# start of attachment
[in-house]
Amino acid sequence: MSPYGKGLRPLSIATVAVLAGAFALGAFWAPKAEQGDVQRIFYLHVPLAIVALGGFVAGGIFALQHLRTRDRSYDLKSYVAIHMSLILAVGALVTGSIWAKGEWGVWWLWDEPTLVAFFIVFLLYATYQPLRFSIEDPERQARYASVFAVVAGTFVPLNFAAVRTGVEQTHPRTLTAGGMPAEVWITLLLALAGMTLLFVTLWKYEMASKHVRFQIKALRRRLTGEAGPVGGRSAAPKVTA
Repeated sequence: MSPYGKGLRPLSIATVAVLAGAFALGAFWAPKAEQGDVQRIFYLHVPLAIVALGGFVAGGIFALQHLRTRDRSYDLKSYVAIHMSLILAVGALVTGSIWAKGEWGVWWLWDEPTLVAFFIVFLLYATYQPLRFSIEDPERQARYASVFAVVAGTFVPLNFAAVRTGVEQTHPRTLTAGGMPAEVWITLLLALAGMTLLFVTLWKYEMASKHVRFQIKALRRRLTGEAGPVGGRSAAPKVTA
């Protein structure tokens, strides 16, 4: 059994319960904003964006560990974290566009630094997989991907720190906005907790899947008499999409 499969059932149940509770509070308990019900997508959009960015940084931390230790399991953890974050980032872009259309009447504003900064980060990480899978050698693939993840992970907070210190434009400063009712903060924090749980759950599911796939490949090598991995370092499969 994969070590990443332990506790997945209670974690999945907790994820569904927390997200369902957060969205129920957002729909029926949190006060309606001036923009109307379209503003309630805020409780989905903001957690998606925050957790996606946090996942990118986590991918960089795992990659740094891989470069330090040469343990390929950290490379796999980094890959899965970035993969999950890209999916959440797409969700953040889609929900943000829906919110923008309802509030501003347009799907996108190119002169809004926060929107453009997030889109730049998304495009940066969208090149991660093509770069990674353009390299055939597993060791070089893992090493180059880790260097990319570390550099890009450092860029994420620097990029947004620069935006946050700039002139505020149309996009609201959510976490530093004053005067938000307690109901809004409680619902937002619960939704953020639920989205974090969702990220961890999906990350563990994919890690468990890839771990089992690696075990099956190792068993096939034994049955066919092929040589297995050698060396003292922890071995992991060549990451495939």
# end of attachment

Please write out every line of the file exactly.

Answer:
[in-house]
Amino acid sequence: MSPYGKGLRPLSIATVAVLAGAFALGAFWAPKAEQGDVQRIFYLHVPLAIVALGGFVAGGIFALQHLRTRDRSYDLKSYVAIHMSLILAVGALVTGSIWAKGEWGVWWLWDEPTLVAFFIVFLLYATYQPLRFSIEDPERQARYASVFAVVAGTFVPLNFAAVRTGVEQTHPRTLTAGGMPAEVWITLLLALAGMTLLFVTLWKYEMASKHVRFQIKALRRRLTGEAGPVGGRSAAPKVTA
Repeated sequence: MSPYGKGLRPLSIATVAVLAGAFALGAFWAPKAEQGDVQRIFYLHVPLAIVALGGFVAGGIFALQHLRTRDRSYDLKSYVAIHMSLILAVGALVTGSIWAKGEWGVWWLWDEPTLVAFFIVFLLYATYQPLRFSIEDPERQARYASVFAVVAGTFVPLNFAAVRTGVEQTHPRTLTAGGMPAEVWITLLLALAGMTLLFVTLWKYEMASKHVRFQIKALRRRLTGEAGPVGGRSAAPKVTA
């Protein structure tokens, strides 16, 4: 059994319960904003964006560990974290566009630094997989991907720190906005907790899947008499999409 499969059932149940509770509070308990019900997508959009960015940084931390230790399991953890974050980032872009259309009447504003900064980060990480899978050698693939993840992970907070210190434009400063009712903060924090749980759950599911796939490949090598991995370092499969 994969070590990443332990506790997945209670974690999945907790994820569904927390997200369902957060969205129920957002729909029926949190006060309606001036923009109307379209503003309630805020409780989905903001957690998606925050957790996606946090996942990118986590991918960089795992990659740094891989470069330090040469343990390929950290490379796999980094890959899965970035993969999950890209999916959440797409969700953040889609929900943000829906919110923008309802509030501003347009799907996108190119002169809004926060929107453009997030889109730049998304495009940066969208090149991660093509770069990674353009390299055939597993060791070089893992090493180059880790260097990319570390550099890009450092860029994420620097990029947004620069935006946050700039002139505020149309996009609201959510976490530093004053005067938000307690109901809004409680619902937002619960939704953020639920989205974090969702990220961890999906990350563990994919890690468990890839771990089992690696075990099956190792068993096939034994049955066919092929040589297995050698060396003292922890071995992991060549990451495939």